Privilege can provide cover; it also means reflexively receiving the benefit of the doubt. In 2005, shortly after the birth of their first child, police charged Shamji with assault of Fric and two counts of uttering threats of bodily harm. To avoid a criminal record, which would have ruined his promising career, the charges were withdrawn; he entered into a peace bond with 12 months of probation.

Shamji’s sentencing hearing, which begins May 8, is destined to garner big media coverage. Meanwhile Riya Rajkumar’s death and any lessons it might contain have been forgotten. Even at the time of her murder, media discussion focused on public outcry to the Amber Alert issued in the case, not the more complex dynamics of family violence. After her father died of a self-inflicted gunshot wound, the first-degree murder charge against him was withdrawn and the matter dropped, a move that spurred criticism from intimate-partner violence experts. A public review was needed to answer questions that could shed insight, they argued. What was his motive? How did he obtain a gun? Was police response adequate? And what role did Roopesh Rajkumar’s history of reported domestic abuse play? Court documents show he faced three previous assault charges that didn’t result in criminal convictions; two, in 2004 and 2008, were cases of reported domestic assault against a family member or partner.

We can’t expect interest from Ontario’s Conservative government. Last October, it disbanded a non-partisan expert panel to end violence against women convened in 2015 under the former Liberal government that was studying intimate-partner violence. Small progress was made last year with the federal government’s tabling Criminal Code reforms that will broaden and strengthen the courts’ definition and treatment of the small percentage of intimate-partner violence cases that make it to the courts. For one, “intimate partner” would replace “spouse” and “common-law partner” and be expanded to include past partners. New definitions would see strangulation classified as “elevated assault” alongside assault with a weapon, and repeat offenders would face a higher threshold for bail as well as increased sentences. Bail courts now put a reverse onus on repeat abusers to prove why they should be released − rather than on the Crown to make a case for keeping them locked up.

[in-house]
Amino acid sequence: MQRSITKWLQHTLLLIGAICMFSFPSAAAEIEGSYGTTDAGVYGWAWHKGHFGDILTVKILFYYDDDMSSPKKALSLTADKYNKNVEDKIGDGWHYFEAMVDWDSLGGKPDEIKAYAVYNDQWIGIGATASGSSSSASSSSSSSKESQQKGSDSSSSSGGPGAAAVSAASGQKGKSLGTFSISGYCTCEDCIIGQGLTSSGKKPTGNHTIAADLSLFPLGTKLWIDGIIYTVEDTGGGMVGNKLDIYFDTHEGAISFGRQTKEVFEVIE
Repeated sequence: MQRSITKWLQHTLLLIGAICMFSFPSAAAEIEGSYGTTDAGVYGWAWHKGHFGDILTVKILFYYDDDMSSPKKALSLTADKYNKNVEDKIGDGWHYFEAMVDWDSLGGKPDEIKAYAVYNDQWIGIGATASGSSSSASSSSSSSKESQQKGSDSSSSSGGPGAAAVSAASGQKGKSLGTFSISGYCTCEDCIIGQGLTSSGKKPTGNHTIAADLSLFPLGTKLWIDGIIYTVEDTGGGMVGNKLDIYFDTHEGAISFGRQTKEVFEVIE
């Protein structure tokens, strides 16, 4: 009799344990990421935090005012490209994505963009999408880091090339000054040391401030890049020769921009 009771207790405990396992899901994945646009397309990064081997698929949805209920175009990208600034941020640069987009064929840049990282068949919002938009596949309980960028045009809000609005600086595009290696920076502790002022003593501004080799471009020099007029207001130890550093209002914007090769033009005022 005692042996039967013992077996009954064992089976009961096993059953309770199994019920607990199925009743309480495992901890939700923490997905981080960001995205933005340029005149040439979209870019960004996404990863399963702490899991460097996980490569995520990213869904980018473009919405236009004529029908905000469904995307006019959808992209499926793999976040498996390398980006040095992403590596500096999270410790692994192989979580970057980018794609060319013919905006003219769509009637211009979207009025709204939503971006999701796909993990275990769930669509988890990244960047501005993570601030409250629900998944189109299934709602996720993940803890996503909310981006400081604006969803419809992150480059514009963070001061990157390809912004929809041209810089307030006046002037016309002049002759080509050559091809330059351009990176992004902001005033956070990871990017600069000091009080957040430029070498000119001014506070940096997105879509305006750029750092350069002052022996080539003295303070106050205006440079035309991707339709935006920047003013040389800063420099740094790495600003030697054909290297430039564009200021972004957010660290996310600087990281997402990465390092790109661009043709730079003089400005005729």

Such reverse onus needs to be practiced culturally as well. Instead of “Why did she (or he) stay?,” the question should be “Why did he (or she) abuse?” Change won’t come without an attitude shift and pressure put on systems. For one, we need to ask why Provincial Domestic Abuse Death Review Committees formed to investigate intimate-partner deaths, a process shrouded in secrecy, don’t always do their jobs. That charge was made by the family of Cathy Bawn of St. John, NB who was shot dead while sleeping in 2015 by her common-law partner, who killed himself. Was Bawn’s death not worthy of investigation because she was a gas station attendant, and not a doctor? No one saw the signs that her mother was in an abusive relationship, Bawn’s daughter told the CBC: “It’s just something that we don’t talk about.” How many deaths will it take until we do?